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Herniated Disc

What is a Herniated disc?

Commonly referred to as a slipped disc, ruptured disc or pinched nerve, a herniated disc will cause severe pain in the lower back and in approximately 80 percent of patients, disc surgery is usually not necessary.

Other common names for herniation of a disc are; ruptured disc, torn disc or bulging disc.

Herniation of a disc occurs when the inner core (Nucleus Pulpous), gets squeezed out through the ligaments in the outer layer of the disc (Annulus Fibrosus). The resulting tear will cause back pain and if the bulging disc itself exerts pressure on a spinal nerve then pain may be felt in any part of the body served by that nerve. 

Equally, there's a pairs of spinal nerves in between each vertebrae of the spine which are linked to different parts of the body (Nerve Root). Therefore, not only will a slipped disc cause pain in the lower back but it can also affect other areas too.

Vertebra, disc and spinal column
Fig1. Diagram of an un-injured disc, vertebra and spinal cord.
A slipped disc is a herniated disc.
Fig2.  A herniated disc. The necleus pulposus pinching a nerve root.

Studies show that most people get a ruptured disc in the morning and although this is not yet clearly understood it is likely due to changes that happen within the spine throughout the day, and a regime of simple stretching before getting up may reduce the likelihood of a slipped disc occurring.

Most people suffer a herniated disc in the same two discs of the lower back. These are the discs between the fourth and fifth lumbar vertebra and those between the fifth lumbar and the first sacral vertebra. Of course it possible for a ruptured disc to occur anywhere within the spine, but these are the most painful and most common.

Symptoms of a Herniated Disc

The pain from a slipped disc is normally felt as a sharp pain down the affected leg served by the spinal nerve that is under pressure from the ruptured disc. Often the first sign is a snapping or tearing sensation, along with sudden back pain, although the patient may have a history of back or leg pain.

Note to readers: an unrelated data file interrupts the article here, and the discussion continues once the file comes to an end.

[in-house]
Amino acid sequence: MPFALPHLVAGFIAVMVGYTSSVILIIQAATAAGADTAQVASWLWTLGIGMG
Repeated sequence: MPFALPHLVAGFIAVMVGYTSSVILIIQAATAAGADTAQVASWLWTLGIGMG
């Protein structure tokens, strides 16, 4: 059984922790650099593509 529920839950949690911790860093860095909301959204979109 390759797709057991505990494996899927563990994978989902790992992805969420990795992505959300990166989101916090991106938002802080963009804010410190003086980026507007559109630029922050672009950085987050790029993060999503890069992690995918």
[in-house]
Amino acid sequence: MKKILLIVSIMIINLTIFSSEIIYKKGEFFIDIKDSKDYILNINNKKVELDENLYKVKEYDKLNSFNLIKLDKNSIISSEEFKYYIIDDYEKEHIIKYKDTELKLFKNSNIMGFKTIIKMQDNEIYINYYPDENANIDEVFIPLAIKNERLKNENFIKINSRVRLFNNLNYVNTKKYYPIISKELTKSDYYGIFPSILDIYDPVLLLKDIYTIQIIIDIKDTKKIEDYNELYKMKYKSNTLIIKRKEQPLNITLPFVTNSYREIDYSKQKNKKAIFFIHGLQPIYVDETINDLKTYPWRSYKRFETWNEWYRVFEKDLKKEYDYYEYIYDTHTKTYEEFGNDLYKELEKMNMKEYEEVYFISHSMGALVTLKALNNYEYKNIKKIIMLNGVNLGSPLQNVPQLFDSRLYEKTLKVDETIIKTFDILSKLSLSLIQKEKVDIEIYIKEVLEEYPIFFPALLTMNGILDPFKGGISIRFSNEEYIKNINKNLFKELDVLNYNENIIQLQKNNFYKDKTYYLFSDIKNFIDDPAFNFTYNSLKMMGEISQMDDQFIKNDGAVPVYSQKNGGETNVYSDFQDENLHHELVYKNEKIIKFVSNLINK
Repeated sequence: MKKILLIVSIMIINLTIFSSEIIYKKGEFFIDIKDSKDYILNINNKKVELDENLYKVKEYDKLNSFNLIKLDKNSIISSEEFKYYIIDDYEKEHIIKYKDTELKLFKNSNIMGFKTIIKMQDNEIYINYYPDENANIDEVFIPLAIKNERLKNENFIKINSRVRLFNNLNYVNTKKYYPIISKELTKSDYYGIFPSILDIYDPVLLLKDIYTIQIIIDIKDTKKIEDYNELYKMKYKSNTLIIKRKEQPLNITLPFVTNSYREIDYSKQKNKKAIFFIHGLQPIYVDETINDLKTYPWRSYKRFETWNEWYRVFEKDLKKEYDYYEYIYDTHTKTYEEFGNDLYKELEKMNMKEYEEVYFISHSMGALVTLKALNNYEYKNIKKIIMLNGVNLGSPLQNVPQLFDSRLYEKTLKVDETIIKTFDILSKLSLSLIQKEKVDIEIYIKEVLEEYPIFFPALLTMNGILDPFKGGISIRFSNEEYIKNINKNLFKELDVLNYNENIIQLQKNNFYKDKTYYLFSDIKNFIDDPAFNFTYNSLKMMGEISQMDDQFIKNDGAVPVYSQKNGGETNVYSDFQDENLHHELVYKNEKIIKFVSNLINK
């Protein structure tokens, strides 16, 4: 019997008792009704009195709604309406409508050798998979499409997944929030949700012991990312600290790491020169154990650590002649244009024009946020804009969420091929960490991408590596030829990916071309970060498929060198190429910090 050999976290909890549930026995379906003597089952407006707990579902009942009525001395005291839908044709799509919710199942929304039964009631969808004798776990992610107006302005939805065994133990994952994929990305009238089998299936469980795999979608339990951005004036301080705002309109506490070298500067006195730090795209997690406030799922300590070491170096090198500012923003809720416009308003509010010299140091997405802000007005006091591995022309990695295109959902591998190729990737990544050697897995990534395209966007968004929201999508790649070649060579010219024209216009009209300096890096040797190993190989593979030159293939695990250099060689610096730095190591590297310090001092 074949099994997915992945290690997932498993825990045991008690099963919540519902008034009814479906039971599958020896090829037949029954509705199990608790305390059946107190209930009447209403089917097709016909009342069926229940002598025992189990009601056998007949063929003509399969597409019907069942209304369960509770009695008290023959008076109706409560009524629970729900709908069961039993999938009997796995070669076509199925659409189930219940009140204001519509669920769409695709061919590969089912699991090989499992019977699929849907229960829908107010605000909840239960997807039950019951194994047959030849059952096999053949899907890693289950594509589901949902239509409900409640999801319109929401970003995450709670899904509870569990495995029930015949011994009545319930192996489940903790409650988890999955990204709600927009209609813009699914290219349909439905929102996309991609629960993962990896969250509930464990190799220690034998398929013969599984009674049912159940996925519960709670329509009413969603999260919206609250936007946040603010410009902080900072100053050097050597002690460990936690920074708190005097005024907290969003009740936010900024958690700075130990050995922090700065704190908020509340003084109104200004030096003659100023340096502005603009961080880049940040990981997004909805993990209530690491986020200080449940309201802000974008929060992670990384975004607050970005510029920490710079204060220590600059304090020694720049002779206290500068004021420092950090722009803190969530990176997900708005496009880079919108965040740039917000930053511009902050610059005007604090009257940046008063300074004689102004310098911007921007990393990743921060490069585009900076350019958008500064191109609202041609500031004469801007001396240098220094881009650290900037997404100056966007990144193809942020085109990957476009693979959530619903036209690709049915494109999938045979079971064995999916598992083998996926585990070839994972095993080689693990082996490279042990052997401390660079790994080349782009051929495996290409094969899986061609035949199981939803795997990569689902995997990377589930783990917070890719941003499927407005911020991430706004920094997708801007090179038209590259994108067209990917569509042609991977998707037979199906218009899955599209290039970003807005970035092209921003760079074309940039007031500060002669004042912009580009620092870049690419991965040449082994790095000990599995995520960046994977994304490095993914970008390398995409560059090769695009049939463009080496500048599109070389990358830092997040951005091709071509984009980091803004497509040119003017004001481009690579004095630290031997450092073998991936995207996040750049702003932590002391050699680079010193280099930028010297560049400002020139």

It is important to remember that a slipped disc is different from disc pain, where the disc itself causes the back pain in a localised area. This is referred to as Degenerative disc disease.

Treatment of back pain caused by a herniated disc

It is here that a diagnosis of the root cause of the back pain, neck pain or leg pain is vital to correctly ascertain which course of action is required for the patient. This is particularly important if disc surgery is being considered. For example the cause of the back pain may have been triggered by a sports injury and may only be a soft tissue or muscle strain and not a ruptured or slipped disc.

Procedures such as a CT Scan, MRI Scan or Discogram along with a physical examination of nerve function in different areas of the arms or legs, muscle strength and pain in certain positions, are all tools available to decide if disc surgery is necessary.    

Surgery to the spine will only be considered if normal treatments such as chiropractic care, pain medications, injections, physical therapy and exercise regimes have not provided adequate pain relief. Spinal surgery will only provide relief of back pain if the herniated disc or degenerative disc as shown by the MRI scan is the cause of the pain.   

The most common surgical procedures are:
• Microdiscectomy – when a portion of the herniated disc that is pressing on the nerve is removed.
• Spinal fusion – when the disc space in between two vertebrae is fused into one solid long bone.